If you take a close look at birds, you might notice that they have tiny nostrils, called nares, on the sides of their beaks. For years, it was believed that birds used these nares almost exclusively for breathing and not for smelling. Even famed naturalist John James Audubon was certain that because birds possessed superior eyesight, they never had a need to develop a sense of smell. However, research today seems to have proven this widespread belief to be incorrect. So, which is it? Do birds have a sense of smell or not? And if so, what are some scents they enjoy, and what scents do birds hate?
Can Birds Smell?
Yes, it turns out that birds can smell, and that they use this sense for a variety of purposes. For example, according to Smithsonian magazine, birds can identify one another through their scent and may even choose a mate because of the way a feathered soulmate smells. Some birds also use scent to choose a nesting site.
Many birds also use their sense of smell to find food. For example, storm petrels, which are seabirds, use their sense of smell to locate krill, their main food source. Then there are turkey vultures: These birds actually have a much larger olfactory bulb relative to their brain volume than other birds, which has given them an incredibly keen sense of smell. Turkey vultures can, in fact, pick up the scent of rotting flesh (ethyl mercaptan) from more than a mile away.
This newfound knowledge about a bird’s ability to smell has been useful for creating non-lethal, humane tools that can be used to repel avian pests. Scents that repulse birds, for example, can be used to keep them away from crops or from damaging structures with their highly caustic droppings. Scent deterrents can also be used in the fight against avian-borne diseases.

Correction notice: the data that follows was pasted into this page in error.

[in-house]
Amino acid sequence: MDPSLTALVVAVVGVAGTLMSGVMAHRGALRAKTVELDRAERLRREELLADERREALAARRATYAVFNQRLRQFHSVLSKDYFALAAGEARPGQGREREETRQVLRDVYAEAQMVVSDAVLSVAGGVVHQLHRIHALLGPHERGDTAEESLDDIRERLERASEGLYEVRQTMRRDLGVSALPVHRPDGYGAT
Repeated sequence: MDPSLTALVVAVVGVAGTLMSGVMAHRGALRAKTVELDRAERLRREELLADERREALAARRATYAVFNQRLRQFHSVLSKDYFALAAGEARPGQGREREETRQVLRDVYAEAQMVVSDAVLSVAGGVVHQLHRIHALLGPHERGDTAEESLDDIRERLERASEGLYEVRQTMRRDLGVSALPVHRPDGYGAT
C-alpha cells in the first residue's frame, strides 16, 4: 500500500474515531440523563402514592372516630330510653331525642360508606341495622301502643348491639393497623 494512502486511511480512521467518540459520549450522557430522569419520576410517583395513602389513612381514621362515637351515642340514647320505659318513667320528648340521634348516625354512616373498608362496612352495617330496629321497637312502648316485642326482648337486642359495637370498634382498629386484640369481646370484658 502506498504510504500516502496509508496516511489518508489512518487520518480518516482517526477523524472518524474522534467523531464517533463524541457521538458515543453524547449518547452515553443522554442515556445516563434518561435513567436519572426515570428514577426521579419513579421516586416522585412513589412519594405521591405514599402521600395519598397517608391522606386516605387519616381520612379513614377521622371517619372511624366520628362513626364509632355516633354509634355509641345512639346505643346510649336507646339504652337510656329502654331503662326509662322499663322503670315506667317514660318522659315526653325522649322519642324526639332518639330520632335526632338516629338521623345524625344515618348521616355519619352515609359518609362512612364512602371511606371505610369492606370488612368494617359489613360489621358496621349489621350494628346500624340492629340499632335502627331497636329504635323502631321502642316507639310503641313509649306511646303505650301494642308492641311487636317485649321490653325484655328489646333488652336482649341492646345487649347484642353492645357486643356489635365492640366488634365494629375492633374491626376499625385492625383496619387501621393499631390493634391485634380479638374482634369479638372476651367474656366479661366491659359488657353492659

What Smells Do Birds Hate?
The following are some of the scents that birds dislike:
- Garlic: This strong-smelling plant contains a chemical called allicin, which is an irritant to birds. When eaten in large amounts, garlic can also cause vomiting and other digestive issues in birds.
- Vinegar: Generally, birds do not like vinegar’s strong sour smell. When sprayed on plants or places where birds want to roost, vinegar can deter them from building nests.
- Methyl anthranilate: Used as a flavoring in foods, including ice cream and candy, and as a fragrance in perfumes, methyl anthranilate can also be used a bird repellent. It has a strong grape scent that is irritating to the trigeminal nerves in a bird’s beak, eyes and throat — but it is non-toxic and can be sprayed on food crops and plants that you want to protect from birds. Methyl anthranilate is the active ingredient in Bird Stop liquid, which is made from natural ingredients, including Concord grapes and gardenia blossoms.
- Peppermint: Most humans like the refreshing scent of peppermint. The same can’t be said for birds. They find this strong scent to be very irritating and will avoid areas that smell like peppermint.
What Smells Do Birds Like?
The following are scents that are attractive to birds. If you’re not interested in having feathered friends hanging out around your home or garden, you’ll want to do your best to remove these scents from your surroundings.
- Bird droppings: Gross as it may sound, birds are attracted to the scent of their own droppings. It is believed that they might find comfort from knowing that other birds also frequent the area in which the droppings have been left. To avoid birds returning to a previously infested area, thoroughly clean the area with a cleaner labeled for bird droppings before installing bird control products.
- Food: Not surprisingly, birds are attracted to the scent given off by their favorite food source, such as carrion for vultures.
Even when birds have become pests, most people would prefer to get rid of them in a safe and humane fashion. That’s why scent deterrents are one of the best ways to repel birds. They are effective, environmentally friendly and non-toxic. But scent repellents aren’t just for birds: They can also be used as a deterrent for all other pest animals, as well.